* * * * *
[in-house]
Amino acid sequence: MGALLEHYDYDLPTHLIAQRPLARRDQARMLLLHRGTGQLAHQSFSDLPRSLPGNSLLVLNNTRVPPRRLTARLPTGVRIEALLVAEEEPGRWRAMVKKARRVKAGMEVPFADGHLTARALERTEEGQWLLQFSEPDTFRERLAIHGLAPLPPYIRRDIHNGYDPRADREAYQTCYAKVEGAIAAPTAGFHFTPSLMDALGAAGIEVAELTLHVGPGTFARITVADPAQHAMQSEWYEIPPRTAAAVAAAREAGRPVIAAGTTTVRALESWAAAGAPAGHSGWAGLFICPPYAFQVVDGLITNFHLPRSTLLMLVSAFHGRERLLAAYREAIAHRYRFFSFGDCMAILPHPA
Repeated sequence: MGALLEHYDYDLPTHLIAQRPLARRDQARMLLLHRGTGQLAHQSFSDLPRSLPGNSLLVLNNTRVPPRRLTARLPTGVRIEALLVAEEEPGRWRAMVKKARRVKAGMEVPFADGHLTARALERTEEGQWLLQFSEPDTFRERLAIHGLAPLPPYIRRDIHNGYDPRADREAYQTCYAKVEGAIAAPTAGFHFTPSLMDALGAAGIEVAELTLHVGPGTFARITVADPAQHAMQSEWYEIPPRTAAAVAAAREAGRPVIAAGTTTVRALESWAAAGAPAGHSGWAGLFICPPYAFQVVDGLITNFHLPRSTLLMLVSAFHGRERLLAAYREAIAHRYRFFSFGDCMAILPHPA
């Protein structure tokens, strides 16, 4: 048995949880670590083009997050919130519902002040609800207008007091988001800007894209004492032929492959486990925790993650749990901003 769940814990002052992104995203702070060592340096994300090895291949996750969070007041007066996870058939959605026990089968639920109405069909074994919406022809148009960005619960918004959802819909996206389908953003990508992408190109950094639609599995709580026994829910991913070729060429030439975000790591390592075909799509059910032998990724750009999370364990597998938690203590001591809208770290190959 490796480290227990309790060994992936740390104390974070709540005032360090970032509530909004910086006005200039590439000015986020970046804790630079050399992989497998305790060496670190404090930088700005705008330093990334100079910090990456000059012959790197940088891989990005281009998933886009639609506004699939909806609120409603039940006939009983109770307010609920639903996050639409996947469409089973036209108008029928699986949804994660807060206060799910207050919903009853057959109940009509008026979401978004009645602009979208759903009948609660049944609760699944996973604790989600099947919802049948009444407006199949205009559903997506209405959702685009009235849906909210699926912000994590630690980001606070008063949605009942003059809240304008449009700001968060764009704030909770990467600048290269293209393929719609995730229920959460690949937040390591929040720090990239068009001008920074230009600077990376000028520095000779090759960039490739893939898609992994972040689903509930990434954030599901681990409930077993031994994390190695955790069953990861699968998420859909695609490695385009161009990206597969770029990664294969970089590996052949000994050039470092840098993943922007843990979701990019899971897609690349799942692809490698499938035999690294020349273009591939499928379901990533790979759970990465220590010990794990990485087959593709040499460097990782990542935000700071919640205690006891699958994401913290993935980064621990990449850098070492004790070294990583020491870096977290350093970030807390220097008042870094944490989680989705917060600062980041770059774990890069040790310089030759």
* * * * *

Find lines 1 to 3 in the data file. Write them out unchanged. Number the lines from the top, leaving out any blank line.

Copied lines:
[in-house]
Amino acid sequence: MGALLEHYDYDLPTHLIAQRPLARRDQARMLLLHRGTGQLAHQSFSDLPRSLPGNSLLVLNNTRVPPRRLTARLPTGVRIEALLVAEEEPGRWRAMVKKARRVKAGMEVPFADGHLTARALERTEEGQWLLQFSEPDTFRERLAIHGLAPLPPYIRRDIHNGYDPRADREAYQTCYAKVEGAIAAPTAGFHFTPSLMDALGAAGIEVAELTLHVGPGTFARITVADPAQHAMQSEWYEIPPRTAAAVAAAREAGRPVIAAGTTTVRALESWAAAGAPAGHSGWAGLFICPPYAFQVVDGLITNFHLPRSTLLMLVSAFHGRERLLAAYREAIAHRYRFFSFGDCMAILPHPA
Repeated sequence: MGALLEHYDYDLPTHLIAQRPLARRDQARMLLLHRGTGQLAHQSFSDLPRSLPGNSLLVLNNTRVPPRRLTARLPTGVRIEALLVAEEEPGRWRAMVKKARRVKAGMEVPFADGHLTARALERTEEGQWLLQFSEPDTFRERLAIHGLAPLPPYIRRDIHNGYDPRADREAYQTCYAKVEGAIAAPTAGFHFTPSLMDALGAAGIEVAELTLHVGPGTFARITVADPAQHAMQSEWYEIPPRTAAAVAAAREAGRPVIAAGTTTVRALESWAAAGAPAGHSGWAGLFICPPYAFQVVDGLITNFHLPRSTLLMLVSAFHGRERLLAAYREAIAHRYRFFSFGDCMAILPHPA